Career interests begin early in life. You see your mom on the computer, eyes glued to the screen. Your dad entertains you in the kitchen as he prepares spaghetti with tomato sauce for lunch. You jump with excitement when the firetruck and ambulance speed by, sirens screaming and lights flashing. You hold a wrench for your grandfather as he takes apart his car's engine. Interests, abilities and careers capture your attention. You don't know it at that young age, but you are learning about job opportunities before you have even mastered language.
Then, as you continue marching through life, influence becomes a factor in those choices. The sirens and flashing lights of emergency vehicles may no longer entice you. You become impressed hearing your parents talk about a doctor who lives down the block or about an attorney whose case was announced on the evening news. Your interests and abilities are taking hold, and influences start to direct you. But consider what happens when some of those influences are not positive.
John (not his real name) was a rising improv star at Second City in Chicago. Some would say he was destined for stardom. He was close to his achieving his dreams but hadn't yet become famous, which was his goal. Perhaps he became lax or too confident about fame coming to fruition. When he was 26, he married a girl who had goals of her own. Unfortunately, her goals didn't align with his. They had little to no discussions on the subject. No one had warned him of the potential complications that may arise when two lives join together. Neither had achieved their individual goals. But being the stronger and more stubborn one, John's wife directed their path as she wished. It's not easy to choose: go with the flow and change your dreams, or get divorced. Life changes are challenging at any age, and commitments are not easy to break. Opportunities are presented to everyone, but it's each individual's responsibility to seize them. When someone else makes decisions for you, the outcome may not be what you want.
Mary (not her real name) floated into jobs after graduating high school. Her natural intelligence, charm and strong work ethic became her career signature, even though she chose not to go to college. Regardless, she knew she had to work, and she wanted to succeed in whatever she did. Without outside influences, she analyzed every job change, every career transfer and every opportunity according to her likes and dislikes. Based on her evaluations of every situation, she proceeded to move into various fields, advancing in each one to achieve dreams she never thought possible.
Both John and Mary had goals, each leaning toward various fields they saw as their potential futures. John was in a new relationship that directed his path; Mary was unencumbered.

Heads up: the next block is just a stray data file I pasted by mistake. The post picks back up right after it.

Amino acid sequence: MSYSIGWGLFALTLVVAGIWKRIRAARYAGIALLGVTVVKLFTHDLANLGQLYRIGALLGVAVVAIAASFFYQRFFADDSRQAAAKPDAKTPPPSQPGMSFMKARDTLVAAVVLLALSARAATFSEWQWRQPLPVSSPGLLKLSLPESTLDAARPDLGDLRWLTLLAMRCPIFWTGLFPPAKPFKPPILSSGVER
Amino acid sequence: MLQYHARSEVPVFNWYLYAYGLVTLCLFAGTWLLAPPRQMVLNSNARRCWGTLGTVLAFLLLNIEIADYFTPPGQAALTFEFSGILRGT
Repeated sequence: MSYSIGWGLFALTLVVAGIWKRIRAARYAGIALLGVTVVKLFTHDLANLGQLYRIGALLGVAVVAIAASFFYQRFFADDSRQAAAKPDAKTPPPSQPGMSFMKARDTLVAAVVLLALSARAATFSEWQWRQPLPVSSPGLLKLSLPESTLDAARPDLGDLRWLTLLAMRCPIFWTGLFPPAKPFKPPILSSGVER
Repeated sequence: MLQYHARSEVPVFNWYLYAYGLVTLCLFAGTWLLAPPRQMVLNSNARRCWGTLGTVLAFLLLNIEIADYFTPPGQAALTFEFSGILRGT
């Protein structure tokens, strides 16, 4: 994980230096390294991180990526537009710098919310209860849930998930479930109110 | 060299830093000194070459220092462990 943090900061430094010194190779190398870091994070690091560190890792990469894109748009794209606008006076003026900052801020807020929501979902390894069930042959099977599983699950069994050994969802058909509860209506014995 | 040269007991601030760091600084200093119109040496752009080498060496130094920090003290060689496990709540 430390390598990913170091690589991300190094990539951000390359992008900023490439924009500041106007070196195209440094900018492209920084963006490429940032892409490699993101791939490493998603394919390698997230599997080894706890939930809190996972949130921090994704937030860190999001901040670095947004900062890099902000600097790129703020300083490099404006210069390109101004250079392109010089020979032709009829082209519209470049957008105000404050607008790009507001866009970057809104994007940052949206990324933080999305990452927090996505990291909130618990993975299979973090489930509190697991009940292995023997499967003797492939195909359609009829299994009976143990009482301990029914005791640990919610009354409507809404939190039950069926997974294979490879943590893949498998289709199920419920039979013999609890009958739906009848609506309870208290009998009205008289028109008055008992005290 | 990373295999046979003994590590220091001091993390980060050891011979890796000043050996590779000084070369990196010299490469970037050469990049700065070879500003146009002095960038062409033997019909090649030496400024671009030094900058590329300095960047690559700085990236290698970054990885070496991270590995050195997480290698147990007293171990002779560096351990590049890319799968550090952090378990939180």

Everyone is unique in background, interests, goals, education, training and life experiences. Career trends seem to rule some people's decisions: one job-changer wanted to work in technology for the potentially high salary, even though she had no interest, education or skills in the tech field.
Career and salary trends offer important information to job seekers, but major career choices are best made after people have read industry studies, been introduced to numerous fields and opportunities in those areas and have knowledge about themselves. Then they can make career choices with solid potential, under no influence from others who may be invested in their futures.
Family, friends and romantic relationships are some of the most wonderful and meaningful parts of life, but personal career priorities are best established on one's own. Finding a satisfying career direction can be a laborious, confusing and time-consuming process. There will always be those who know in high school that they want to become doctors or lawyers or police officers. But for 20-somethings in committed relationships, agreeing on financial goals in the same direction and location is nearly impossible.
A July 2017 study by the Bureau of Labor Statistics reported that workers experienced an average of 11.7 job changes between the ages of 18 and 48. But job changes are not equal to career transfers. A professional journalist wanting to become an editor requires little to no further education, while a salesperson wanting to become an attorney will require changes in education, time commitment, lifestyle and possibly location.
It is often said that people can change careers at any age, but people in solid relationships are forced to make sacrifices to obtain new careers. Transferring fields often requires additional education or training, while some career transfers will require relocation. Career changes at any age can cause upheaval in coupled people's personal lives, which then requires open communication and possible re-evaluation of the relationship. Taking the time to choose which field to enter first is most easily done on one's own.
Email career and life coach [email protected] with your workplace issues and experiences. For more information, visit www.lindseyparkernovak.com and for past columns, see www.creators.com/read/At-Work-Lindsey-Novak.